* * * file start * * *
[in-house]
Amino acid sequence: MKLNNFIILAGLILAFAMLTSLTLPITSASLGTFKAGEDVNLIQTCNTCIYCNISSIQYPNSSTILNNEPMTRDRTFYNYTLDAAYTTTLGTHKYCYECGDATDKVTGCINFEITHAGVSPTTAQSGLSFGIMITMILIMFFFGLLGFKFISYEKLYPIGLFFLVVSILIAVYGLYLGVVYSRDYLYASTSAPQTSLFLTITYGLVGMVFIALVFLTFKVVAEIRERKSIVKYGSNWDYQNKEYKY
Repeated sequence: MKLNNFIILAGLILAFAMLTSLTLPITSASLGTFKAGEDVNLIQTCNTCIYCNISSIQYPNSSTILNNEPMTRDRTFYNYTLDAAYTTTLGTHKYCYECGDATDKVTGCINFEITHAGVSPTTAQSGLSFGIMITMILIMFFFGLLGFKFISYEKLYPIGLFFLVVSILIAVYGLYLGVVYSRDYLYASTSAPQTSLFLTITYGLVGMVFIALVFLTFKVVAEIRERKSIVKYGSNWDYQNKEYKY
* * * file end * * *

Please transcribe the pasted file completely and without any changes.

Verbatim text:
[in-house]
Amino acid sequence: MKLNNFIILAGLILAFAMLTSLTLPITSASLGTFKAGEDVNLIQTCNTCIYCNISSIQYPNSSTILNNEPMTRDRTFYNYTLDAAYTTTLGTHKYCYECGDATDKVTGCINFEITHAGVSPTTAQSGLSFGIMITMILIMFFFGLLGFKFISYEKLYPIGLFFLVVSILIAVYGLYLGVVYSRDYLYASTSAPQTSLFLTITYGLVGMVFIALVFLTFKVVAEIRERKSIVKYGSNWDYQNKEYKY
Repeated sequence: MKLNNFIILAGLILAFAMLTSLTLPITSASLGTFKAGEDVNLIQTCNTCIYCNISSIQYPNSSTILNNEPMTRDRTFYNYTLDAAYTTTLGTHKYCYECGDATDKVTGCINFEITHAGVSPTTAQSGLSFGIMITMILIMFFFGLLGFKFISYEKLYPIGLFFLVVSILIAVYGLYLGVVYSRDYLYASTSAPQTSLFLTITYGLVGMVFIALVFLTFKVVAEIRERKSIVKYGSNWDYQNKEYKY